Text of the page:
But one night her mother brings home a crane. A taller-than-human, spectacle-wearing bird. Neighborhood frogs are not safe from his long, sharp beak…and neither is her mother. The longer the crane husband stays, the more wounds her mother bears–and the more she seems to slip away from ordinary human concerns. That includes her children.

So yeah, major, major content warnings for abusive relationships and child neglect here. And for feelings of helplessness and rage. Because that’s what this story is about, about neglect and abuse and bewildered love and being powerless to help one person you love most–and determined to help another. It’s also about art and modern (future?) rural life. There’s so much packed into this novella, and it will leave you reeling in the best possible way.

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Africa Risen: A New Era of Speculative Fiction

Edited by Sheree Renee Thomas, Oghenechovwe Donald Ekpeki, and Zelda Knight. Review copy provided by the publisher.

This is an anthology of original fiction by authors from Africa and the African diaspora. Its editors are extremely personally aware that Africa is not one location but an entire continent worth, and that any anthology of this nature should have breadth and depth of story choice.

And wow, does it deliver. There’s the hardest of science fiction and the highest of fantasy and everything in between. Settings everywhere, everywhere. Stylistic choices of basically every type. If you can’t find something you like in this anthology, you probably don’t like speculative fiction at all, because there’s just so much here. I have long argued that lists like “best Mexican-American poetry” should be evaluated not as an AND but as an OR: if you are specifically interested in EITHER Mexican-American writing OR poetry, you should give it a look, as long as you’re not actively averse to one of them, and I think that’s important here. If you have an interest in speculative fiction by writers with African roots, great–but if you just have an interest in one of those categories, still great, don’t miss it.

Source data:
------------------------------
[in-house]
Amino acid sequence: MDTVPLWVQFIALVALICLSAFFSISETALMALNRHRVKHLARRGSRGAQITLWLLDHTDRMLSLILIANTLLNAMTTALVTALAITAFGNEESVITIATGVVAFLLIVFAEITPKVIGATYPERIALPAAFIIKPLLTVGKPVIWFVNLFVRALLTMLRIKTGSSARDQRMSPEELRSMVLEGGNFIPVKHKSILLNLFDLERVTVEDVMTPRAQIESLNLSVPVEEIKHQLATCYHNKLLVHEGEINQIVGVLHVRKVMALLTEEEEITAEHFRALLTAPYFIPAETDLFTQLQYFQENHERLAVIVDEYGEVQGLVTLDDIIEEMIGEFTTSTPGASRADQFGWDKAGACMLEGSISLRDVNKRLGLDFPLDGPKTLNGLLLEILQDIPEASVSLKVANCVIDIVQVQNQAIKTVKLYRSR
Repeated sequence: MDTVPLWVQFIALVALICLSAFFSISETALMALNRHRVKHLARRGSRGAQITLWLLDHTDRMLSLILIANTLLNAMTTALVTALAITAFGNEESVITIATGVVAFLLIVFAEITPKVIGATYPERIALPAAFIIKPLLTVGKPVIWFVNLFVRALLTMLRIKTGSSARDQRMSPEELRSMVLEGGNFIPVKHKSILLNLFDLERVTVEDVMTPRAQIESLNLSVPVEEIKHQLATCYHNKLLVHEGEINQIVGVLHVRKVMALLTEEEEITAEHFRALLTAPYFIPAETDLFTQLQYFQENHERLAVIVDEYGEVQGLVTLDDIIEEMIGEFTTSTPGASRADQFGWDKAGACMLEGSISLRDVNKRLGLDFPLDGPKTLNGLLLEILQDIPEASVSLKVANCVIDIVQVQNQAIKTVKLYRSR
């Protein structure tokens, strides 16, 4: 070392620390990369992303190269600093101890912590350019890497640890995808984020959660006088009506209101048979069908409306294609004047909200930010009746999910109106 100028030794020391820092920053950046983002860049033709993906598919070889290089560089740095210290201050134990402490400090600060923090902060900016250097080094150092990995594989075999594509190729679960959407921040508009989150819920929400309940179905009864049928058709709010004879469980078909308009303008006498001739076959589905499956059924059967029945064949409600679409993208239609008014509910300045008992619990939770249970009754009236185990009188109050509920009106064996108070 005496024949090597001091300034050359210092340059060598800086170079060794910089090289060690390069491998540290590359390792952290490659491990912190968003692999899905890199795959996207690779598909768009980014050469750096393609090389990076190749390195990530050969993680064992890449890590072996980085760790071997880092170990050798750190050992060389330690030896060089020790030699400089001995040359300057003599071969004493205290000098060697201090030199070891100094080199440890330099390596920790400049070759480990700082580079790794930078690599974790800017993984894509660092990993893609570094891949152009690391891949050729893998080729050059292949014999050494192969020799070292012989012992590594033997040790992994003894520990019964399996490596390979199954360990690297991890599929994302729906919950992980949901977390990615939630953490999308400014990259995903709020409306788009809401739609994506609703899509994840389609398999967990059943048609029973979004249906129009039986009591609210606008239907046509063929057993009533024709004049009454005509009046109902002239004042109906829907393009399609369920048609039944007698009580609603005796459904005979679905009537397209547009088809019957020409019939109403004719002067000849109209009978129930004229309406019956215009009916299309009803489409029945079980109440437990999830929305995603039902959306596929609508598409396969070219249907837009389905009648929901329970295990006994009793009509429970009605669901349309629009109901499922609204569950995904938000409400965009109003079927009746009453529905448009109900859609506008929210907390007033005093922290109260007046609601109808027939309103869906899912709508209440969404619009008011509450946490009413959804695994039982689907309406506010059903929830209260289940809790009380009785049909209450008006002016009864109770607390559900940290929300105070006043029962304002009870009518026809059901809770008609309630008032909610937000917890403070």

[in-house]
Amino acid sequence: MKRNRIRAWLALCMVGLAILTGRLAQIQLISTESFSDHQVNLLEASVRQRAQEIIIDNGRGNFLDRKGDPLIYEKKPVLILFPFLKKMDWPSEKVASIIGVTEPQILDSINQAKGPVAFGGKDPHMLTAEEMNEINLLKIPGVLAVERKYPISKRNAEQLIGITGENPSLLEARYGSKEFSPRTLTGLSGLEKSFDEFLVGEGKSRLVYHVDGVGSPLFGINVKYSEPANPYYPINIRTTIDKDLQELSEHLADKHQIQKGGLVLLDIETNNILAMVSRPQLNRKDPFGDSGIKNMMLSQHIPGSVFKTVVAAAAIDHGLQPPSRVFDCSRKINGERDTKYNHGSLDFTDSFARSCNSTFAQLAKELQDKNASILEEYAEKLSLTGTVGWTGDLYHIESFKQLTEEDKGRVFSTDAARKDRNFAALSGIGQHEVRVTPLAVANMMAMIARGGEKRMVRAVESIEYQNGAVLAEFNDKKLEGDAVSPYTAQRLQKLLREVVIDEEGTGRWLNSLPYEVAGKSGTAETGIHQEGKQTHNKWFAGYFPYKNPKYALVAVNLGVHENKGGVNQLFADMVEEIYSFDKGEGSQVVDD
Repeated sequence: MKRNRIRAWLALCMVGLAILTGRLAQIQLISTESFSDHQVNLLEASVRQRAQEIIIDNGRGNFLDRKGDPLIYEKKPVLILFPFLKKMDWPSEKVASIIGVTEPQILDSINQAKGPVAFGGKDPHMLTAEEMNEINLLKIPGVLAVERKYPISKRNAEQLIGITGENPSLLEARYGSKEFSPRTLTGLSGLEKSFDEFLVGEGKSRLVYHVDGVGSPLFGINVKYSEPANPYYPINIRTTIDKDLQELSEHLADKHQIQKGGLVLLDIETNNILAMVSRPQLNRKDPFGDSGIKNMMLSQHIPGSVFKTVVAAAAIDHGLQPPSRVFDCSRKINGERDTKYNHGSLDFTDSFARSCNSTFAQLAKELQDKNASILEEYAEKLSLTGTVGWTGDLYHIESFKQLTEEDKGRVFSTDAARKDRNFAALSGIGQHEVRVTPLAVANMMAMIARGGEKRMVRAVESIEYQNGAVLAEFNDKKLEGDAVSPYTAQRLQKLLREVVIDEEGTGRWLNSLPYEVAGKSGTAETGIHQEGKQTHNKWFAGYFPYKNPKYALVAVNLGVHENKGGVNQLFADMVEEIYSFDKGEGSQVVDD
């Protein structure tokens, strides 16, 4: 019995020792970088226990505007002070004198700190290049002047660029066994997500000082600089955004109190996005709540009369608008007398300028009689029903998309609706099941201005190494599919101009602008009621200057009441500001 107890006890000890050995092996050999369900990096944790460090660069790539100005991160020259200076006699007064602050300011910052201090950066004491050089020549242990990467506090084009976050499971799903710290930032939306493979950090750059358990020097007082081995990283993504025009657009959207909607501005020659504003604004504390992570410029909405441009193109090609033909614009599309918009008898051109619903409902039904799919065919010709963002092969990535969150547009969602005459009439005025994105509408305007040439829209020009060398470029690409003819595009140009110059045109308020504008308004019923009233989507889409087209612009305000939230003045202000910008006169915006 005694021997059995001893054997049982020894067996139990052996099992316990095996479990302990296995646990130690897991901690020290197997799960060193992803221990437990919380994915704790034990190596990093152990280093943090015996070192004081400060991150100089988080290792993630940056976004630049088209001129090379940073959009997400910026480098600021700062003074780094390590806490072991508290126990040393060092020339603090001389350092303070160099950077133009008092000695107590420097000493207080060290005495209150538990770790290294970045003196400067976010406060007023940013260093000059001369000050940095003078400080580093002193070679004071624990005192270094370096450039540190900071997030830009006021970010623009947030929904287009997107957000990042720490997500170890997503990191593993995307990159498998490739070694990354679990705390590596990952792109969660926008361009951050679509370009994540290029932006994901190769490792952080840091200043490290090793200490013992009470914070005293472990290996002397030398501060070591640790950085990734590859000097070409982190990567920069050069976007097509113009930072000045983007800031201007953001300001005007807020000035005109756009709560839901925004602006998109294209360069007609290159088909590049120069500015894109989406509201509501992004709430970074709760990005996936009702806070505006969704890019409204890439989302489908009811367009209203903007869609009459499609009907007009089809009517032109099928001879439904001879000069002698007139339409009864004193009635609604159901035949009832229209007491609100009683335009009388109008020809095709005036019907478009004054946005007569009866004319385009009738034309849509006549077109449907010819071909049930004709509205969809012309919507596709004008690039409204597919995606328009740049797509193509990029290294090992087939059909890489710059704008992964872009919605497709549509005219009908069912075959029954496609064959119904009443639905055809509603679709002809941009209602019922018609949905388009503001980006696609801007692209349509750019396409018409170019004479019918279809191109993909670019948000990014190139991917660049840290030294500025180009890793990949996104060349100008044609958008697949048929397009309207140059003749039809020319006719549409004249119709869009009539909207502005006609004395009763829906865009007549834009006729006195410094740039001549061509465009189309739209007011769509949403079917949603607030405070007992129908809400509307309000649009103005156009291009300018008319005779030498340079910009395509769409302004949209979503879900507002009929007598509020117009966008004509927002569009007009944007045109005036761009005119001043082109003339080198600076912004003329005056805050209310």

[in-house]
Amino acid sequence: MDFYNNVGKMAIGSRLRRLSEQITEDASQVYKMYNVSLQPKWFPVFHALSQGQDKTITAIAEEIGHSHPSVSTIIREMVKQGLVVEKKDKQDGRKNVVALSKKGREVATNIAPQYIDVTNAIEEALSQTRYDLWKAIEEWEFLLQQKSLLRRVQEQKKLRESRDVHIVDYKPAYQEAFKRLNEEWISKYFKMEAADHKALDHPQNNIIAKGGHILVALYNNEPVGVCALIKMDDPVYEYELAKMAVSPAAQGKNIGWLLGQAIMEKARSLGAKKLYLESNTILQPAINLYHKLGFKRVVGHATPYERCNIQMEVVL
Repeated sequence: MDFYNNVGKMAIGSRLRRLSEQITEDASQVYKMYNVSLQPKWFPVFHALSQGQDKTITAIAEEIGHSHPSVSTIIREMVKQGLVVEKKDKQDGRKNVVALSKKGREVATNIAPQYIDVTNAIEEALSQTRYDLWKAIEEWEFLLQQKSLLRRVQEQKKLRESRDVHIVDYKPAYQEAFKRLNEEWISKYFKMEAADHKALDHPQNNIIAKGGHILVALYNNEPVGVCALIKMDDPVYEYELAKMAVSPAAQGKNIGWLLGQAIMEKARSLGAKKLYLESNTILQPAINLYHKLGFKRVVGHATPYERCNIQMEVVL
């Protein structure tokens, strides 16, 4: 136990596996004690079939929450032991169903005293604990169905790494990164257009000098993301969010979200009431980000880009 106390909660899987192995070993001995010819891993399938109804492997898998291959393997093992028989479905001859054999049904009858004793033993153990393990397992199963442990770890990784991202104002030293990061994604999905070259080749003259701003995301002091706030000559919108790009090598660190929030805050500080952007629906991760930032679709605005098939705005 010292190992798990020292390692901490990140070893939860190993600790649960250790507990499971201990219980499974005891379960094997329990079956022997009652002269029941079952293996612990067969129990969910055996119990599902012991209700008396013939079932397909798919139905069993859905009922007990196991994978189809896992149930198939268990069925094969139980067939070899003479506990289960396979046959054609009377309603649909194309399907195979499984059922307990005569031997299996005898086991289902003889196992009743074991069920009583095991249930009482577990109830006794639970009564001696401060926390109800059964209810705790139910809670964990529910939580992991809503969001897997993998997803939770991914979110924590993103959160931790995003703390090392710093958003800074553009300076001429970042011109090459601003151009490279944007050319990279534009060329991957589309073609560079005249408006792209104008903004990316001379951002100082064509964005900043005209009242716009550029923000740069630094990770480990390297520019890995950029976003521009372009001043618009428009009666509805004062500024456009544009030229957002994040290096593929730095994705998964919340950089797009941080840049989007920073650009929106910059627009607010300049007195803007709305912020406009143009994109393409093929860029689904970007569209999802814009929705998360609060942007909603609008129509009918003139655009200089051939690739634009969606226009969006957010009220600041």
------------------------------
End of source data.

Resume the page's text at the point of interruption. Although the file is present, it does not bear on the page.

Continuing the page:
There were a few stories that really stood out for me in this antho. First off, they started with an absolute barnburner of a story from Dilman Dila, “The Blue House.” It’s poignant, it’s excellent at thinking through non-standard points of view, and it’s got a human-robot hybrid in it, literally what more could you ask Dila for. “Lady Rainbow” by Yvette Lisa Ndlovu has a lovely relationship with the protag’s grandmother, mediated by her cookbook, and also there’s a giant mantis element in it (!!!). Wole Talabi’s “A Dream of Electric Mothers” also has strong themes of family and ancestors, with giant future computers involved in a thoughtful examination of the complex nature of peace.

But those are just my favorites–there’s enough in this anthology that I’m sure you’ll find other things. There are friends and familiar names in here but also authors I’d never read before, which is a hard and wonderful balance for an anthology to strike. Recommended.

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Books read, early October

Antonia Angress, Sirens and Muses. Art school novel about artists and commercialism and collaboration and an entire cluster of related themes, including theme itself. Some of the characters make gleefully poor decisions, some struggle to do better, lots of thought about why we value particular art.

Terry J. Benton-Walker, Blood Debts. Discussed elsewhere.

Lyndsie Bourgnon, Tree Thieves: Crime and Survival in North America’s Woods. Bourgnon’s focus in this book is poverty in logging/formerly-logging communities and the social effects on the forest ensuing from it. Which is interesting and probably worth knowing about, but I wish she gave more context about whether individual poor and working class people are the main sources of forest crime and negative impact on forest ecosystems and how else we might define tree theft/other forest theft.